A government job probably pays better and is more secure than one in the private sector, but for many federal workers, it hardly assures a good income.
The 800,000 federal workers who aren’t being paid because of the partial government shutdown include many who struggle to make ends meet even during ordinary times.
“I only have about $1,000 in savings,” says Brooke Cole, who is furloughed from her job at a Coast Guard Air Station in Port Angeles, Wash. “I have to pay my rent; I have a car payment, child care payments, student loan payments, utility payments, all sorts of fun stuff.”
Federal government employees are paid according to their position on the General Schedule, the official pay classification system overseen by the Office of Personnel Management. Workers at the GS-1 level start out earning about $19,000 a year, which for a family of three would be about poverty level.
An employee at the other end of the federal pay scale (GS-15) can make as much as $140,000, but, as of 2014, that classification included only about 4 percent of the federal workforce. About 1 in 8 U.S. government workers are at the GS-6 level or below, meaning they earn little more than $40,000 a year and probably less, even if their work is professional.
Among those workers is Paul Kiefer who examines tax returns for the IRS at its service center in Austin, Texas.
“I’m looking at everybody’s return to make sure everything is correct,” he says, “and if there’s an error, I may have to correct that error.” Even with that responsibility, however, Kiefer is paid at the GS-6 level, and his income is not sufficient to allow him to go long without a paycheck. He is currently on furlough.
“Right now, I’m worried about whether or not I can make my credit card payment, whether I can pay for the electricity, get any food, pay the rent, whether or not I’m going to be thrown out onto the street. It’s that serious,” he says.
Kiefer was also affected by the 2013 government shutdown. In that case, he eventually got back pay, but only because Congress authorized it.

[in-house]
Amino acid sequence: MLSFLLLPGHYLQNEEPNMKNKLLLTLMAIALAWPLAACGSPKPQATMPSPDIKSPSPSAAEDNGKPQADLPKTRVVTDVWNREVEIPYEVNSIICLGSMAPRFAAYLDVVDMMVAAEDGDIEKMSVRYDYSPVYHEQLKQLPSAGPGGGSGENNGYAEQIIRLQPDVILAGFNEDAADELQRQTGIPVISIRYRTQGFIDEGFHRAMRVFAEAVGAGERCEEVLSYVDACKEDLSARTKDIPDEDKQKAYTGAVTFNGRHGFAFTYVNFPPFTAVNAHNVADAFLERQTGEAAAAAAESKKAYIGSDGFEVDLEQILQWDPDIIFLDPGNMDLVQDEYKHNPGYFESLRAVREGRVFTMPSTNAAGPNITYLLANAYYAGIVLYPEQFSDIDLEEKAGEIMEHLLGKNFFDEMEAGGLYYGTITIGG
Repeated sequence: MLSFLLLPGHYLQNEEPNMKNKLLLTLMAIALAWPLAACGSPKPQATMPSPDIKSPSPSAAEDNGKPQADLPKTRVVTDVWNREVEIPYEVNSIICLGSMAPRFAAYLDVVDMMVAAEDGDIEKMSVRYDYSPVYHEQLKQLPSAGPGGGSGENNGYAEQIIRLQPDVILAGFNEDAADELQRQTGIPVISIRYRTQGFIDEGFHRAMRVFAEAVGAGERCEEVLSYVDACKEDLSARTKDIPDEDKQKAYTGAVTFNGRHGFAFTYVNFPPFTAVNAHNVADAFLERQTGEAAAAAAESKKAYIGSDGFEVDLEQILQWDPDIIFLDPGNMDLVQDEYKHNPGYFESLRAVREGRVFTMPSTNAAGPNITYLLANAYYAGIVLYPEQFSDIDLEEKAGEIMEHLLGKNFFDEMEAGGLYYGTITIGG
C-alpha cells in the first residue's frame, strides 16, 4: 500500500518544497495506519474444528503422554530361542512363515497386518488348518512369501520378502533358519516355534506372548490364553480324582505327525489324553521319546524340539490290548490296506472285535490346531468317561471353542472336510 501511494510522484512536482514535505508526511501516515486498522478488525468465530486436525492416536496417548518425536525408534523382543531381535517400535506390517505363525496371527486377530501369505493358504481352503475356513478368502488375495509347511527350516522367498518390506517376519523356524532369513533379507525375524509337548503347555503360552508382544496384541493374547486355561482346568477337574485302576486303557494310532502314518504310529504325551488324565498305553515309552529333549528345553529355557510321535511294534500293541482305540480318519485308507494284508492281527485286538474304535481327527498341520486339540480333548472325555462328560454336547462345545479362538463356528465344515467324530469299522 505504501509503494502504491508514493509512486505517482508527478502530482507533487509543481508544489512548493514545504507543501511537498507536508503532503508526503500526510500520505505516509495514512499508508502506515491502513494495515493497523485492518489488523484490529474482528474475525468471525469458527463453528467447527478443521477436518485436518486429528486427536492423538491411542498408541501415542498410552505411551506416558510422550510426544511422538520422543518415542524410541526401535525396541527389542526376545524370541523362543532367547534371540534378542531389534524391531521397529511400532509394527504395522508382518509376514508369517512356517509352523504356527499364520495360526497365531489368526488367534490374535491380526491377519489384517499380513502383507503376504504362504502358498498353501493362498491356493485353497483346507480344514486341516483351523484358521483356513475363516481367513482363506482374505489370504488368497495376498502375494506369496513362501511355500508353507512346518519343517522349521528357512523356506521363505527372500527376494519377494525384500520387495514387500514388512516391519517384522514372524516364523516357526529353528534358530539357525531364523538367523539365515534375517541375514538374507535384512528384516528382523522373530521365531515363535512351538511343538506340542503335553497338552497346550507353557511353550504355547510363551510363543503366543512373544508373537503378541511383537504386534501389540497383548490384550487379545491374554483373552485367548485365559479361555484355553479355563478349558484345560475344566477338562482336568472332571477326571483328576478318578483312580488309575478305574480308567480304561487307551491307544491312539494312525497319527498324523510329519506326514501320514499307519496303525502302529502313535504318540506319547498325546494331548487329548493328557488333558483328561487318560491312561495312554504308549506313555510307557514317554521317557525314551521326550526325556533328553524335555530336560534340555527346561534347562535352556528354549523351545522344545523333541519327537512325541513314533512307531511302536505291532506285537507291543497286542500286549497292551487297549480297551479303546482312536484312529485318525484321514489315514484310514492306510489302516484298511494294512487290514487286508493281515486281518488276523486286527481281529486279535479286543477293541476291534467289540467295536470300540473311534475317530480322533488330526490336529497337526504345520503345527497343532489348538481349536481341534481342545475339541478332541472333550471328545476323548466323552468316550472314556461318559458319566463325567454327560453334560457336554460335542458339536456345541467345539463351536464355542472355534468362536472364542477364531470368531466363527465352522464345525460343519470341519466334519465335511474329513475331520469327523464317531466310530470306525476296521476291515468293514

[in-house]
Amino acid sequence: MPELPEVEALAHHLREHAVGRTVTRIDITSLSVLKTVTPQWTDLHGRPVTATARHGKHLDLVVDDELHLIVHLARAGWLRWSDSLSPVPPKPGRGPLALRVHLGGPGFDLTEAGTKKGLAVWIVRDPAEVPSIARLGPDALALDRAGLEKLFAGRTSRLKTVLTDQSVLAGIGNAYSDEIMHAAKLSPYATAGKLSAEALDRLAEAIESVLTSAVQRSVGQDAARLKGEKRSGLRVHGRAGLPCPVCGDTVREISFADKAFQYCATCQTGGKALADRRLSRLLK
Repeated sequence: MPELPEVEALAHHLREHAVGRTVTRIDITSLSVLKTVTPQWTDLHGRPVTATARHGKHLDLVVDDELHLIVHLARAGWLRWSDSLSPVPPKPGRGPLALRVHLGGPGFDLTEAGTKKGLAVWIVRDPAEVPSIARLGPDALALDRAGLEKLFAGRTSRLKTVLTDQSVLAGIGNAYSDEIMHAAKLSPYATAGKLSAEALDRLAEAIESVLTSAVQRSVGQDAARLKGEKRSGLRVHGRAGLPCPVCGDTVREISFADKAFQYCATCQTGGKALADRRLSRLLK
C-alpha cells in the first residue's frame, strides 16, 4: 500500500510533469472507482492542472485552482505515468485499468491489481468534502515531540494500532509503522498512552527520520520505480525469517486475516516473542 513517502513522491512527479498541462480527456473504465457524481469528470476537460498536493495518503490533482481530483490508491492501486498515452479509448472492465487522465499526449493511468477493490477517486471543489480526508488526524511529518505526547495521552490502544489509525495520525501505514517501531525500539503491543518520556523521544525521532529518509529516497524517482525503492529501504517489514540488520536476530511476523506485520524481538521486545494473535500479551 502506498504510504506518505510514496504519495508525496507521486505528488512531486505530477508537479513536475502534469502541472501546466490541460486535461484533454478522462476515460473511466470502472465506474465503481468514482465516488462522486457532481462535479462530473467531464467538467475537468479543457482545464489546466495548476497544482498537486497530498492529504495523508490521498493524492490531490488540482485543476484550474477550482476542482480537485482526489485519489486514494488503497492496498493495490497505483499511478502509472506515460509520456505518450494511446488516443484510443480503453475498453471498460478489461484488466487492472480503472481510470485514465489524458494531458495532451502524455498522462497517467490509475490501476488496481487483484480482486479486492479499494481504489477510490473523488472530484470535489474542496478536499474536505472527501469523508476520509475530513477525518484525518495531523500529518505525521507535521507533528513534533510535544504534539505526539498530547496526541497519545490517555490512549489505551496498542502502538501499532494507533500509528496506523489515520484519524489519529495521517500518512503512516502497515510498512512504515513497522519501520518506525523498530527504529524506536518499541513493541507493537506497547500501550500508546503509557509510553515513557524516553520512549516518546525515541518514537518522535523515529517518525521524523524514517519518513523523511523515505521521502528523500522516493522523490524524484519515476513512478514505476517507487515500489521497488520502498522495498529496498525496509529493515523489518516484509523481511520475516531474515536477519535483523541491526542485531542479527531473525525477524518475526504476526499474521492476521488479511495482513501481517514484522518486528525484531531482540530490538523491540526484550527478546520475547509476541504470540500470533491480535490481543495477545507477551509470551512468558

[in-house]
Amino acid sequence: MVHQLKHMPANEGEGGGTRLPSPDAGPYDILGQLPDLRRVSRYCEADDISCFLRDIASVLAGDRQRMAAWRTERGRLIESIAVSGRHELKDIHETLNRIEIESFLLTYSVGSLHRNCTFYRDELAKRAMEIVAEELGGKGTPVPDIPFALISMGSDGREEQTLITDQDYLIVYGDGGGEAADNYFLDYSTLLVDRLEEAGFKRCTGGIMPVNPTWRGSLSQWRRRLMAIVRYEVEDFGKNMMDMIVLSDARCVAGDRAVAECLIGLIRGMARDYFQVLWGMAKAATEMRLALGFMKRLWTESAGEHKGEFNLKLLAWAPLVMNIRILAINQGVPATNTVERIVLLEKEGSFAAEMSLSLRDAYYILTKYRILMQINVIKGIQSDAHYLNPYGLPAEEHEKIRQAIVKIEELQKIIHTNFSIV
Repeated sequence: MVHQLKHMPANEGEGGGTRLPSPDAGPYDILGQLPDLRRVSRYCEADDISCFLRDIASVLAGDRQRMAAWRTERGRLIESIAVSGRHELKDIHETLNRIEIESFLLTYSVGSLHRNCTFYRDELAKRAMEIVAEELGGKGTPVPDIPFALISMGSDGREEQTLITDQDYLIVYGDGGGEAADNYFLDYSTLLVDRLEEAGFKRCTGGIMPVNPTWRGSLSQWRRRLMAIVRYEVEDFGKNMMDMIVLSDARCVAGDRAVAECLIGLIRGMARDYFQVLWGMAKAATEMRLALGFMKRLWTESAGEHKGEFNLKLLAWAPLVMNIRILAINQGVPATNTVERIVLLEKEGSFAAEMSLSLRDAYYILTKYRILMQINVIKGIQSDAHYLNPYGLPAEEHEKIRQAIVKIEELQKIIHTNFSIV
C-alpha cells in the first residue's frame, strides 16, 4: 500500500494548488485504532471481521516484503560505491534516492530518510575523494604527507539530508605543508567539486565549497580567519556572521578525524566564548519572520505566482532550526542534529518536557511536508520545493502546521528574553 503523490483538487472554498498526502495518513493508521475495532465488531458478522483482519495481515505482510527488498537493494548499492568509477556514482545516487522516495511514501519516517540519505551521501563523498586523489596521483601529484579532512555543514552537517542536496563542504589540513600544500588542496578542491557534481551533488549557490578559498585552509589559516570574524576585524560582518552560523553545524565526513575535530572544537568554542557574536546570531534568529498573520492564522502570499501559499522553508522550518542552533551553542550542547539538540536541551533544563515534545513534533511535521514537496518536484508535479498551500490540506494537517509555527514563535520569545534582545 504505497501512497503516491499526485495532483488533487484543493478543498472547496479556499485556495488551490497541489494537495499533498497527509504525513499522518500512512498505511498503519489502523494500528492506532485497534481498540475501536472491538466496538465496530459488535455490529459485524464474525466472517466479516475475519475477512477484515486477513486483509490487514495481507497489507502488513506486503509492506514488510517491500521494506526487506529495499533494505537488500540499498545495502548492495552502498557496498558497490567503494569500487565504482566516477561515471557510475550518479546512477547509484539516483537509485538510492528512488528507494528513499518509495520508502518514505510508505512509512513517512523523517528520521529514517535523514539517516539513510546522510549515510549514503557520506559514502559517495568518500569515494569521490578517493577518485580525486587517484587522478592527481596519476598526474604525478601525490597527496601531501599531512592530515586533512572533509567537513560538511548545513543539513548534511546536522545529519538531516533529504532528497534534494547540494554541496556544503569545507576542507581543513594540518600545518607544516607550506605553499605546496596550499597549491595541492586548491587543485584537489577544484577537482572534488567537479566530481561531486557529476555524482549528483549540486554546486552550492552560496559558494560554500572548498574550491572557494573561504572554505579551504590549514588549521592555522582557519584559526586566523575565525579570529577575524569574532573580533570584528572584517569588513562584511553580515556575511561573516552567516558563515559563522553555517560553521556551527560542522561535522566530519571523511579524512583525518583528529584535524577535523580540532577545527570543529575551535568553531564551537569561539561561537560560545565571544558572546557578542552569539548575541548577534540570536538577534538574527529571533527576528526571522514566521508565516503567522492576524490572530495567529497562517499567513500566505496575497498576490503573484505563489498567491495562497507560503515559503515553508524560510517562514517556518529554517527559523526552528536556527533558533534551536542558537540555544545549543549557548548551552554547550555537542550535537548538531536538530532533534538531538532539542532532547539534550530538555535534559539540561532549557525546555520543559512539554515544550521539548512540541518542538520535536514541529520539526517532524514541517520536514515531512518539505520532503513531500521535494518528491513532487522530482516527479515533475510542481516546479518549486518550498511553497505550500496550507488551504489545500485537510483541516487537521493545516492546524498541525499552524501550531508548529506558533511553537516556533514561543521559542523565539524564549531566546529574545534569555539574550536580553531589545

Trump administration officials predict Congress will once again enact legislation to restore lost pay.
Possibility of eventual pay
“They might miss a pay period because the government is shut down, but in the end, even if they aren’t working, Congress has decided to pay people for the whole time,” White House economist Kevin Hassett told reporters on Wednesday. “So, in the end, it’s really just a short-term problem, not a long-term problem.”
Such reassurances do not apply, however, to government workers who are employed through a private contractor. The number of outsourced federal jobs has increased substantially in recent years, and contract employees who are not working during the government shutdown are unlikely to be paid for the time they are furloughed.
Almost 2 million workers employed by the federal government under contract earn less than $12 per hour, according to a 2013 study by Demos, a left-of-center research organization.
The partial government shutdown is even affecting active-duty members of the U.S. Coast Guard. While it is part of the U.S. military, the Coast Guard is under the Department of Homeland Security, not the Defense Department.
Administration officials are downplaying the financial effects of the shutdown on workers, but they acknowledge it will have some impact.
The Office of Personnel Management has posted sample letters on its website that furloughed employees can use to ask their creditors for extra time to pay their bills.
Sample Letter to Mortgage Company
Dear (Name of Company or individual with whom you have spoken)
This is to confirm our conversation of (date) in which we discussed a temporary reduction in my mortgage payment.
As we discussed, I am a Federal employee who has recently been furloughed due to a lack of funding of my agency. Because of this, my income has been severely cut and I am unable to pay the entire cost of my mortgage, along with my other expenses.
As we had agreed in our conversation, I will be able to make regular payments in the amount of $_______. I realize that I will be responsible to pay the remainder of the payments and, when I return to work, I will contact you immediately to work out a plan to take care of the reduced payments. I will also keep in touch with you to keep you informed about my income status.
The office suggests workers conclude their appeals for leniency with the line, “I appreciate your willingness to work with me and your understanding during this difficult time.”
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